1/8 cup       30 mL

1/4 cup       60 mL

1/3 cup       75 mL

6 tbsp        90 mL

7 tbsp         105 mL

1/2 cup       125 mL

2/3 cup       150 mL

3/4 cup       175 mL

1 cup           250 mL

11/8 cups     280 mL

11/4 cups     300 mL

11/3 cups     325 mL

11/2 cups     375 mL

12/3 cups     400 mL

13/4 cups     425 mL

2 cups         500 mL

21/2 cups     625 mL

3 cups         750 mL

4 cups         1 Liter

41/2 cups     1.125 Liter

6 cups          1.5 Liter


1 oz               (30 g)

4 oz               (125 g)

8 oz               (250 g)

16 oz             (500 g)

24 oz            (750 g)

32 oz             1 kg

1 lb                .45 kg

2 lbs              0.9 kg

3.5 lbs           1.6 kg

4 lbs              1.8 kg


SWEETENER CONVERSION CHARTS: (also check your product’s website for further help).  I order from

Splenda (sucralose) :


Truvia (mix of erythritol and stevia):

Sweet ‘n Low (saccharin) and Sweet One (acesulfame potassium) :

Erythritol, SweetzFree , Isomalt:  See this discussion:

Xylitol: WARNING:  Xylitol is toxic to all dogs, and is usually lethal in smaller breeds.  I do not bake with xylitol as I worry one of us might forget and accidentally give a bite of something baked with it to our 11# dog.  I know someone who lost her small rat terrier after eating an entire pack of sugar-free gum that was in her open purse on the floor. Xylitol is not thought to be as toxic to cats as it is to dogs, but the jury is still out on that topic.


7 thoughts on “CONVERSION CHARTS

  1. The sodium free baking powder is called “Hain Featherweight”–just checked on the name 🙂

  2. Ener-g has low (no?) sodium baking soda on Amazon. There is also a “Featherweight” or “Featherlight (?)” low (no?) sodium baking powder by by a company called Hayne’s (? maybe that’s the name? It begins with an F) — both sold on Amazon & one is sold at Walmart on line. For one of them you need to double the amount called for in the recipe (maybe the low/no sodium baking soda?). Google “low sodium” and baking powder and should come up.

  3. Beth
    Peggy I have a challenging problem. I think you mentioned once about cooking low sodium. I am finding that cooking low carb and low sodium together is challenging to say the least. What can I use as a substitute for salt, baking powder/soda in bread and dessert receipts? I might add I appreciate the sodium content in your receipes.
    Second challenge. Can I use fresh mozzarella cheese in place of aged cheeses?
    Thank you so much. By the way I am enjoying all your books!

    1. On the cheese question, you CAN, but flavor will be different and milder than aged cheeses. I like to sub in Jack cheese for aged more, as the flavor is closer to me.

      On the sodium issue, I really find it quite easy to reduce sodium in low-carb cooking. Reason being that cheese and cured meats like bacon/ham/sausage, which low-carbers use abundantly, are so sodium-laden. I just don’t add sodium to those recipes with those ingredients, cut the cheese in half for many savory recipes, and the final dish is always salty enough for us. I’m a firm believer in the body needing sodium for daily well-being, but we don’t need the excessive amounts people and the food industry seem to THINK we need.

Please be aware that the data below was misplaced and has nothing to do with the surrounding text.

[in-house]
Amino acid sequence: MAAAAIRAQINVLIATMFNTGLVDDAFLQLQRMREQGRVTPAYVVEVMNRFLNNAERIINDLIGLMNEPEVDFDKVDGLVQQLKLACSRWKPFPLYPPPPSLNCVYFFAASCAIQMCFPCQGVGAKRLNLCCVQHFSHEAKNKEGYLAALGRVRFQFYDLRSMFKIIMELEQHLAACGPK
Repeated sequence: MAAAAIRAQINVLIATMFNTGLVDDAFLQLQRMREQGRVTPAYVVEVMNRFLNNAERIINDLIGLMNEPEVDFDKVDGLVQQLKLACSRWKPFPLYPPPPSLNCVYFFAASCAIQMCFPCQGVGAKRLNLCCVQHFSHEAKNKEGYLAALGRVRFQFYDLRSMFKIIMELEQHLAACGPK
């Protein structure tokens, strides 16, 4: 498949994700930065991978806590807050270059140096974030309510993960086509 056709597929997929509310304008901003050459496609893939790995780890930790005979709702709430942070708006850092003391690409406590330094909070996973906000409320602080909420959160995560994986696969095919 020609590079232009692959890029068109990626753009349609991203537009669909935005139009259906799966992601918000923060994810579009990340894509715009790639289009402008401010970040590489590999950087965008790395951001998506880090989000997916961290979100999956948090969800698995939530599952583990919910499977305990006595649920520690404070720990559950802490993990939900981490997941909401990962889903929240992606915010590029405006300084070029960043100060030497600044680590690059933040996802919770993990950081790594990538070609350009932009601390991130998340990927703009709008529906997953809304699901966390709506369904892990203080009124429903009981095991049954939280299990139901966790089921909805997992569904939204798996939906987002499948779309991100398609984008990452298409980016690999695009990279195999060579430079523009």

In baking, if converting a traditional recipe I use the sodium called for in pastry and breads, but usually half as much as they call for. It is a browning agent, so omitting can reduce browning as well as bread flavor. When cooking low-carb pastas, I never salt the water anymore, as there is usually enough sodium in the topping sauces or cheese used as the casserole binder (whether cream or tomato based sauces) with no extra added. Low-carb breads often have cream cheese or shredded cheese in them as a binder to replace flour gluten, so there you go again……lots of sodium already in the cheese………ESPECIALLY cream cheese!

      We backed way off our sodium years before going low-carb, so the few new tricks I learned above were a no-brainer for us. Hope this info helps you make the transition.

      I hope you’ll drop by our Amazon page at this link and mention how pleased with our cookbooks! Only takes a couple seconds and others really like to get user reactions before buying. 🙂

  4. All sugar free sweetners are toxic to animals can cause death, Never Never feed anything with artifical sweetners to your pets

    1. Only one my vet has said was lethally toxic was xylitol. Though I don’t feed my dog sweet foods other than fruit. Technically, beet sugar and REAL sugar are also bad for dogs……..bad for their urinary systems, so I find it sad that so many dog food makers (cheaper brands mostly) put beet pulp in their dry dog foods. Seriously doubt they bother extracting the beet sugar first. 😦

  5. Another great place to buy things are
    I live in the UK and half of what I find essential to my low-carb way of eating can only be purchased in the United States. Thanks to some of these online stockists, purchasing them is no longer a problem.

    Thank you for all the research you do, I am new to lowcarbing and have just found your site.

Leave a Comment

Fill in your details below or click an icon to log in: Logo

You are commenting using your account. Log Out /  Change )

Twitter picture

You are commenting using your Twitter account. Log Out /  Change )

Facebook photo

You are commenting using your Facebook account. Log Out /  Change )

Connecting to %s